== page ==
Alpine Meadows and SPT team up on Tahoe’s first mile-long terrain park
3D rendering of the new mile-long park at Alpine Meadows
We’ve all dreamt about building the ideal snowboard park, from how the jump lines would flow to what different urban elements we would create and everything in between. For the Snow Park Technologies crew, this is a typical day in the office and this year they’ve teamed up with Alpine Meadows to create Tahoe’s first mile-long park that takes hot laps to a whole new level.
With the somewhat recent merger between Squaw Valley and Alpine Meadows, the team at SPT wanted to create something unique and different from Squaw Valley and the rest of Tahoe. “We wanted to put Alpine Meadows on the map when it comes to terrain parks,” says Dave Thatcher, Snowmaking Manager at Alpine Meadows. “Tahoe has some of the best parks in world as well as one of the best training facilities at Woodward Tahoe, and with the new mile-long park, Alpine Meadows is able to compete with the big boys.”
But you don’t just pick a location and throw a few features within a mile of terrain. Something of this caliber takes time and expertise to create and the SPT team is the perfect crew to build something of this caliber. “It takes a certain level of understanding to create something this big,” says Mike Bettera of SPT. “First you have to have a quality team to help create and maintain the park, and Alpine’s Terrain Park Manager, Jonahs David, and his team are more than capable.”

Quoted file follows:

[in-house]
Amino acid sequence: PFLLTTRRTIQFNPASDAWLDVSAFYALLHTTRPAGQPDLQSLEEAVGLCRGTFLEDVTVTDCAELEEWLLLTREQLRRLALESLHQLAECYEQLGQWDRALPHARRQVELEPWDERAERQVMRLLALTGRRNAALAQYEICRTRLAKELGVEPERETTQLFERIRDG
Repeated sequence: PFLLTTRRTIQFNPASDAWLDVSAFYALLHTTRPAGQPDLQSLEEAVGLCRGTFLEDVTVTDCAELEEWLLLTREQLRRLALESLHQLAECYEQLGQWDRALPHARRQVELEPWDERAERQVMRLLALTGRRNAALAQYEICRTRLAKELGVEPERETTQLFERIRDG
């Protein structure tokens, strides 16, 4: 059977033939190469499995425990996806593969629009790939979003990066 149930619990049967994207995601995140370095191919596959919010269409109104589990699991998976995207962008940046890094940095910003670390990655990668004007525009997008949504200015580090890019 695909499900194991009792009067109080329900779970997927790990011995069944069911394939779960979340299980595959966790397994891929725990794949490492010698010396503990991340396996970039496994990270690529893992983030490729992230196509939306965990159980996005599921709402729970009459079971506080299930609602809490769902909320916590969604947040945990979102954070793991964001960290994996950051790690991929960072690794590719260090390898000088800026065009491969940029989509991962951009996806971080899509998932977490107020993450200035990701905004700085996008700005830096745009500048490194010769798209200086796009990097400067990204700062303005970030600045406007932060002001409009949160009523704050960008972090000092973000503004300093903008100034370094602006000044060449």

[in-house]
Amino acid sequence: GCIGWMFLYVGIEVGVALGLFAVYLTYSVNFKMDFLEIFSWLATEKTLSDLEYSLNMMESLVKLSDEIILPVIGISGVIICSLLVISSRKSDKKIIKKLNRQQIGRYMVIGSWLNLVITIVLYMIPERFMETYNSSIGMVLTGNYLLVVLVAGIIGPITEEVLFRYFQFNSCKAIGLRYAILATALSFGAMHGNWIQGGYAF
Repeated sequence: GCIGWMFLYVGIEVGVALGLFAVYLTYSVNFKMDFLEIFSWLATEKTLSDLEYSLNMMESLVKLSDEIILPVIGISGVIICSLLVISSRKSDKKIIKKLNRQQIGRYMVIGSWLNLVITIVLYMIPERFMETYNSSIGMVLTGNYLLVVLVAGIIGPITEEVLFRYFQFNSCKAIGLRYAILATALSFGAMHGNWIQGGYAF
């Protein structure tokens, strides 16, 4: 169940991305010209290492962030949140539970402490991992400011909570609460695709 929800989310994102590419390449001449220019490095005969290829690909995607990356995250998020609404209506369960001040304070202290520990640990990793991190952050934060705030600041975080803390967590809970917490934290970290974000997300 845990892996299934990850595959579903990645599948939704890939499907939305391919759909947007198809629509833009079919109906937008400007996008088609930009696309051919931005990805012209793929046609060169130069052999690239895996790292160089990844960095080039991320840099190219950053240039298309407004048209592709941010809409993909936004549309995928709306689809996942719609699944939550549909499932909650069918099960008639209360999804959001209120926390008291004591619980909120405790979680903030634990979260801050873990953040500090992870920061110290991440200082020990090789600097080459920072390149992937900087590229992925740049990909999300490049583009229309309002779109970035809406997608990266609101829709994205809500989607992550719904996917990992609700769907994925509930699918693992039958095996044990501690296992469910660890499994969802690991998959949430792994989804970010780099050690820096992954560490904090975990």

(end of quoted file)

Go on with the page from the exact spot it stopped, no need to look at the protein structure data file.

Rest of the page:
3D rendering of the upper half of the park
The new park, aptly named The Firing Line, will start at the top of Alpine Bowl and wind down to the bottom of Sandy’s Corner. This specific location collects plenty of snow from nearby avalanche debris (don’t worry, it’s still safe), has great snowmaking and is exactly one mile long – you couldn’t ask for a better location. And with all that snow in one area, the park will also stay open well into the spring.
The Firing Line will consist of roughly 60 total features and will be outfitted with a large (top section) and medium (bottom section) jump line with rails and urban features mixed in. “Flow of the park is a very important aspect when building something this long,” said Bettera. “Helping riders maintain speed in order to hit each jump while mixing in rails and boxes is a big challenge.”
3D rendering of the lower half of the park
The park is accessed via the Summit 6 chair, which means lapping back to the top of the park takes only eight minutes. Thankfully there is a break in the middle of the park to give you a rest. “We went up and hit Lower Firing Line today,” says Bettera. “You could say it was a leg burner. The break in the park is going to be a nice rest to get your strength back before hitting the lower section.”
With plans to finish the top section by January 26 (depending on Mother Nature), The Firing Line will be something every rider should experience. And with Squaw Valley on the same ticket you can enjoy some of the best natural terrain around – a place Jeremy Jones calls home.
*Note: 3D renderings may not depict exact layout of park. For the latest conditions and features visit skialpine.com.
Jonathan Glass is the Online Editor at Snowboard Magazine. If he says he is going snowboarding it means he's at après, early.
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